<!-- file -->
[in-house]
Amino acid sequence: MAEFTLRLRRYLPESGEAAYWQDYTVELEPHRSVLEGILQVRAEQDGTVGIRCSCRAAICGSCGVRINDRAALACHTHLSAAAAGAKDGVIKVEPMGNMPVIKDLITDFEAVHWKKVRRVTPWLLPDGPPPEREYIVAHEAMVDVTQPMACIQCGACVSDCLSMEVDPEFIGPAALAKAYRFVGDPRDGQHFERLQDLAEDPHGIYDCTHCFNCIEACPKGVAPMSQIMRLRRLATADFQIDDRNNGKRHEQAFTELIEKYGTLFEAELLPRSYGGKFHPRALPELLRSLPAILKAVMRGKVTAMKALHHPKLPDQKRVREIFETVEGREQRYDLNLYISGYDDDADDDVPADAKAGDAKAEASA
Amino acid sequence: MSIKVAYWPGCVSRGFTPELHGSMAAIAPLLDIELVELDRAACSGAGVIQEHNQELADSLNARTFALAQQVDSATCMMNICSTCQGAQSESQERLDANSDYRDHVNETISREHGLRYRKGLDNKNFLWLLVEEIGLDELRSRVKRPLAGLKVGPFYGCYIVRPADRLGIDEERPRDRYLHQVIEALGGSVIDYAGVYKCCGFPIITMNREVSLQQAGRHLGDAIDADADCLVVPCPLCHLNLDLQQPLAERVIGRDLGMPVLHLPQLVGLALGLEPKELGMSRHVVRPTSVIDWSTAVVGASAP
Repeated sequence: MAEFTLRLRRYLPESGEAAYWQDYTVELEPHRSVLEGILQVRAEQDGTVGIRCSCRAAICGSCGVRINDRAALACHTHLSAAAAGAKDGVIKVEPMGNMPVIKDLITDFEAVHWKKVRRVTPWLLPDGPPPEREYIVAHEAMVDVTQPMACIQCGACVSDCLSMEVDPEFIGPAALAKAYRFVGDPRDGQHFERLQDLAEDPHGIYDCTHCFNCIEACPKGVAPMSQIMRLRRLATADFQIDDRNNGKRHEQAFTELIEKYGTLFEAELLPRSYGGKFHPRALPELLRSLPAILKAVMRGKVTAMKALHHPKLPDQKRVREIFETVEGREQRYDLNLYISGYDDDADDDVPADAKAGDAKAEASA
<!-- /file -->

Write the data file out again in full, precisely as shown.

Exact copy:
[in-house]
Amino acid sequence: MAEFTLRLRRYLPESGEAAYWQDYTVELEPHRSVLEGILQVRAEQDGTVGIRCSCRAAICGSCGVRINDRAALACHTHLSAAAAGAKDGVIKVEPMGNMPVIKDLITDFEAVHWKKVRRVTPWLLPDGPPPEREYIVAHEAMVDVTQPMACIQCGACVSDCLSMEVDPEFIGPAALAKAYRFVGDPRDGQHFERLQDLAEDPHGIYDCTHCFNCIEACPKGVAPMSQIMRLRRLATADFQIDDRNNGKRHEQAFTELIEKYGTLFEAELLPRSYGGKFHPRALPELLRSLPAILKAVMRGKVTAMKALHHPKLPDQKRVREIFETVEGREQRYDLNLYISGYDDDADDDVPADAKAGDAKAEASA
Amino acid sequence: MSIKVAYWPGCVSRGFTPELHGSMAAIAPLLDIELVELDRAACSGAGVIQEHNQELADSLNARTFALAQQVDSATCMMNICSTCQGAQSESQERLDANSDYRDHVNETISREHGLRYRKGLDNKNFLWLLVEEIGLDELRSRVKRPLAGLKVGPFYGCYIVRPADRLGIDEERPRDRYLHQVIEALGGSVIDYAGVYKCCGFPIITMNREVSLQQAGRHLGDAIDADADCLVVPCPLCHLNLDLQQPLAERVIGRDLGMPVLHLPQLVGLALGLEPKELGMSRHVVRPTSVIDWSTAVVGASAP
Repeated sequence: MAEFTLRLRRYLPESGEAAYWQDYTVELEPHRSVLEGILQVRAEQDGTVGIRCSCRAAICGSCGVRINDRAALACHTHLSAAAAGAKDGVIKVEPMGNMPVIKDLITDFEAVHWKKVRRVTPWLLPDGPPPEREYIVAHEAMVDVTQPMACIQCGACVSDCLSMEVDPEFIGPAALAKAYRFVGDPRDGQHFERLQDLAEDPHGIYDCTHCFNCIEACPKGVAPMSQIMRLRRLATADFQIDDRNNGKRHEQAFTELIEKYGTLFEAELLPRSYGGKFHPRALPELLRSLPAILKAVMRGKVTAMKALHHPKLPDQKRVREIFETVEGREQRYDLNLYISGYDDDADDDVPADAKAGDAKAEASA